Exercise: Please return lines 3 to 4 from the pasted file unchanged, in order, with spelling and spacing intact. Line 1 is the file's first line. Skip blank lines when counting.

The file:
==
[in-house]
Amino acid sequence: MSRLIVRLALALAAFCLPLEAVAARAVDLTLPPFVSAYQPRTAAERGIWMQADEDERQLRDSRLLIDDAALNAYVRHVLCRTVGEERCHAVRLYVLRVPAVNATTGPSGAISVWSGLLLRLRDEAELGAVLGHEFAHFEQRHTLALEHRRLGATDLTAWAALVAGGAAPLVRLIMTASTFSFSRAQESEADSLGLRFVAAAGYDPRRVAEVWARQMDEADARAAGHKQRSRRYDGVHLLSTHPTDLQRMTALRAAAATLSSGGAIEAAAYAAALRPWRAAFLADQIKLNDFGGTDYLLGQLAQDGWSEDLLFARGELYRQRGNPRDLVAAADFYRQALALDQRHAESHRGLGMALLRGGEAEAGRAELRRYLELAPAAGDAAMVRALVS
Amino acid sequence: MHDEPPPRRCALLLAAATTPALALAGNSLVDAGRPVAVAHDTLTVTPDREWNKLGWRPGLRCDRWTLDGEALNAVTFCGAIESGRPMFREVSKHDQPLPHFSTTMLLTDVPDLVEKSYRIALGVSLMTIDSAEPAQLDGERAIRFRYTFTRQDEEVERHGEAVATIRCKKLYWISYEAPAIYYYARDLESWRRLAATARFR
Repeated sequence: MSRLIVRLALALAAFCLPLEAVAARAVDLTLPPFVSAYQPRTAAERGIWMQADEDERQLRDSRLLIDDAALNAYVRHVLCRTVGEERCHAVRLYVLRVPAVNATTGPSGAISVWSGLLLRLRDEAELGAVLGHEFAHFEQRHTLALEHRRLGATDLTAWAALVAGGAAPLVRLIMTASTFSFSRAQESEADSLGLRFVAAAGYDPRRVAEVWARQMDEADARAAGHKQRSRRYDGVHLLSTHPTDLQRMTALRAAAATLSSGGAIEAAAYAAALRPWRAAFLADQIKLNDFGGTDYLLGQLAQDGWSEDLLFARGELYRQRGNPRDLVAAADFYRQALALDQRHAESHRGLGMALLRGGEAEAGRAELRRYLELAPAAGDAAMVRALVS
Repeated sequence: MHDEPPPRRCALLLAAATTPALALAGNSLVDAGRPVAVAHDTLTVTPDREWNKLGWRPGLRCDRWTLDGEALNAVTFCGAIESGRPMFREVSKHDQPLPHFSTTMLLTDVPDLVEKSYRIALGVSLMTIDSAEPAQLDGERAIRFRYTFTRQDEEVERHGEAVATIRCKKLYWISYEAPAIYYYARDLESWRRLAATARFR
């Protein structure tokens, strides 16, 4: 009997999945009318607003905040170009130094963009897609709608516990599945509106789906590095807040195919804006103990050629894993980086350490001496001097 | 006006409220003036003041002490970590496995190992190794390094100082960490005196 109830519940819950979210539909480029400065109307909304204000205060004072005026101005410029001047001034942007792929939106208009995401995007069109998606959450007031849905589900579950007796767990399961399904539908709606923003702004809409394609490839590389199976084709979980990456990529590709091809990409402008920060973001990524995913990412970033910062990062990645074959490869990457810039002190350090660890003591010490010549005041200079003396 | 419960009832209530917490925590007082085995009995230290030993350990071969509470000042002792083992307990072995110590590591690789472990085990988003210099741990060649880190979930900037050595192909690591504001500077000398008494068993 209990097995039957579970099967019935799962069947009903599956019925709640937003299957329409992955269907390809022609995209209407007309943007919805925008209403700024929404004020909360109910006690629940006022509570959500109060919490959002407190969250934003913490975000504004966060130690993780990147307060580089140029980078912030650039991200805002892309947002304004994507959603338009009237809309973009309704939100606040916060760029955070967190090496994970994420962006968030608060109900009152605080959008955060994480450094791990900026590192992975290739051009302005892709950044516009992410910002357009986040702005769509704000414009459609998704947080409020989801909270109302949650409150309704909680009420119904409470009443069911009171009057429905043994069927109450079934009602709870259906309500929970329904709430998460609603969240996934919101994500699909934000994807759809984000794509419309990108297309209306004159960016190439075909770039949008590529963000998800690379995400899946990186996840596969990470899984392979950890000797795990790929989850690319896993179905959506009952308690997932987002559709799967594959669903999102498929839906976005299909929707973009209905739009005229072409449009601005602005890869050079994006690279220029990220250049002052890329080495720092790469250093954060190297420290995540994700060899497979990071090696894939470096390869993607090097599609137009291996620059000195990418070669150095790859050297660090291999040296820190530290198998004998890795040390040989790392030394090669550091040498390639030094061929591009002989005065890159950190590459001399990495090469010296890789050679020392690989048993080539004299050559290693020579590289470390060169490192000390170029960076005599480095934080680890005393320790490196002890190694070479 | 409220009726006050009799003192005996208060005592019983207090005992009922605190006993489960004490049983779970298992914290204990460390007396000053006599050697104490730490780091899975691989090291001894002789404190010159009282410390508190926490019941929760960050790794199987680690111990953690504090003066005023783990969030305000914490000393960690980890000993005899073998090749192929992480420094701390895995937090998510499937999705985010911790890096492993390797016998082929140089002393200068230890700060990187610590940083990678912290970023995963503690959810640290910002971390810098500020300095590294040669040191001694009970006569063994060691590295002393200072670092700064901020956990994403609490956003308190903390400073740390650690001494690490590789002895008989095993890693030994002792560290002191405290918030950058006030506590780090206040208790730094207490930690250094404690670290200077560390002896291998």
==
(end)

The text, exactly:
Amino acid sequence: MHDEPPPRRCALLLAAATTPALALAGNSLVDAGRPVAVAHDTLTVTPDREWNKLGWRPGLRCDRWTLDGEALNAVTFCGAIESGRPMFREVSKHDQPLPHFSTTMLLTDVPDLVEKSYRIALGVSLMTIDSAEPAQLDGERAIRFRYTFTRQDEEVERHGEAVATIRCKKLYWISYEAPAIYYYARDLESWRRLAATARFR
Repeated sequence: MSRLIVRLALALAAFCLPLEAVAARAVDLTLPPFVSAYQPRTAAERGIWMQADEDERQLRDSRLLIDDAALNAYVRHVLCRTVGEERCHAVRLYVLRVPAVNATTGPSGAISVWSGLLLRLRDEAELGAVLGHEFAHFEQRHTLALEHRRLGATDLTAWAALVAGGAAPLVRLIMTASTFSFSRAQESEADSLGLRFVAAAGYDPRRVAEVWARQMDEADARAAGHKQRSRRYDGVHLLSTHPTDLQRMTALRAAAATLSSGGAIEAAAYAAALRPWRAAFLADQIKLNDFGGTDYLLGQLAQDGWSEDLLFARGELYRQRGNPRDLVAAADFYRQALALDQRHAESHRGLGMALLRGGEAEAGRAELRRYLELAPAAGDAAMVRALVS